How can social innovators and supporters understand the legislative process better? 

Simple, get involved.
That’s what Innov8Social did this past week when we joined a number of social enterprises, state legislators, and policy makers at the State Capitol in Sacramento to observe and testify in support of AB 361 in a Senate Committee hearing.  AB 361 is the California bill that would establish a new corporate form in California. Businesses that elect to incorporate in this new form (i.e. as benefit corporations) would do so with the purpose of creating a general public benefit with their business.
What is a general public benefit?
The legislation outlines a general public benefit as a “material positive impact on society and the environment“—taken as a whole and assessed under a 3rd party standard.

AB 361 at CA Senate Committee on Banking and Financial Institutions

The June 29, 2011 hearing for AB 361.AB 361’s sponsor, Assemblyman Jared Huffman delivered the first remarks to the California State Senate Committee on Banking and Financial Institutions, chaired by Juan Vargas.

He outlined key points of the legislation, which was submitted by a number of his constituents.  A few key points he noted:

  • incorporating as a benefit corporation would be completely voluntary
  • benefit corporations would be required to show material positive impact
  • benefit corporations would be required to meet higher standards of accountability and transparency
  • benefit corporations would create a way for consumers to contribute to social impact through their patronage
  • the concept of stakeholders (including the environment, community) would expand on the fiduciary relationship that exists currently between corporations and shareholders to maximize profit.
  • a version of the benefit corporation bill has already been passed in 6 states
Several witnesses then delivered testimony on the basis of their support of AB 361. These supporters included:
  • Ryan Williams of Method — a scientist at Method–a company that aims to do more than business as usual spoke about Method’s aim to improve the world we work in through supporting infrastructure changes such as AB 361.
  • Don Shaffer — an investor and President & CEO of RSF Social Finance attested to the hundreds of millions of dollars that have been invested in B corporations and underlined the interest of investors in funding social enterprises.
  • Donald Simon — an attorney and partner at Wendel Rosen Black & Dean and Co-Chair of the Legal Working Group & Founder of 2 environmental non-profit organizations pointed out the social entrepreneurial roots already tied to California and the need to update the arcane view of fiduciary duty in the state.
  • John Montgomery — an attorney and Co-Founder of Montgomery & Hansen and Co-Chair of the Legal Working Group behind the bill noted that AB 361 would make California a leader in social enterprise.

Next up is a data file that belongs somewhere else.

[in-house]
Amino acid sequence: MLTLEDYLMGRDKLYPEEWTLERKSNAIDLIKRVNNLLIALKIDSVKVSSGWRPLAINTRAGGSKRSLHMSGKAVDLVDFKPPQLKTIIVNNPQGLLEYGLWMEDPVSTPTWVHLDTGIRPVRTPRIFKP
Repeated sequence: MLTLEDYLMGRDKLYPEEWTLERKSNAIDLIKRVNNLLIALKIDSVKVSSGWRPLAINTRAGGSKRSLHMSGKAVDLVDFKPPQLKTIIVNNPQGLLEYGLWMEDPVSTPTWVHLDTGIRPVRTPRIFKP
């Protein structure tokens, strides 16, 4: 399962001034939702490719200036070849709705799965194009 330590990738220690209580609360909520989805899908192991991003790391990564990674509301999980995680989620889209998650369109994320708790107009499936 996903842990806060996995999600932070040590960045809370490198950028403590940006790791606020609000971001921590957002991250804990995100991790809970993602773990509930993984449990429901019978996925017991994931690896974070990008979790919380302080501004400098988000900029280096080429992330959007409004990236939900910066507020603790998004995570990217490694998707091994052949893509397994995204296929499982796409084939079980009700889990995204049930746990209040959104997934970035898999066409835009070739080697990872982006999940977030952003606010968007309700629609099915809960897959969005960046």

• William Clark — attorney and partner in Drinker Giddle and Reath LLP who has been integral in formulating the model benefit corporation legislation that has been passed in 6 states.  He mentioned that he and B Lab (the organization co-sponsoring the bill) have been working on California’s legislation for the past 2 years.
A number of other witnesses provided brief testimonial support for AB 361 including leaders from: svt group, green age 360, One World Futbol, inNative, Worklore, Innov8Social, and others.
Was there opposition?

There were speakers who voiced opposition to AB 361. This included members from the California Association of Non-profits who were concerned about the impact AB 361 could have on state non-profit organizations seeking funding, noting a potential competition for resources.Attorney Steven Hazen also voiced concerns about the impact of any modification to fiduciary duty standards and the impact on shareholders. He also noted his support of AB 201, a bill proposing the creation of a blended corporate form called a flexible purpose corporation.

Did AB 361 pass?

After about an hour of testimony and answering of questions from Committee members, AB 361 went to vote. It was passed by the Senate Committee on Banking and Financial Institutions 5 (in favor) – 1 (against) – 1 (abstained).

It passed through the Committee.

What’s next for AB 361?

It is due in the California State Judiciary Committee next week where it will face a similar process of presentation, witness testimony, and questioning from Committee members.

What should we write about next?

2 replies
  1. Daniel Del Grande
    Daniel Del Grande says:

    Exciting development for California businesses that are B Corp certified. I hope the legislation flows through to State Agencies, such as the Department of Alcoholic Beverage Control, to allow a smooth transition to a businesses State-issued licenses.

    Reply

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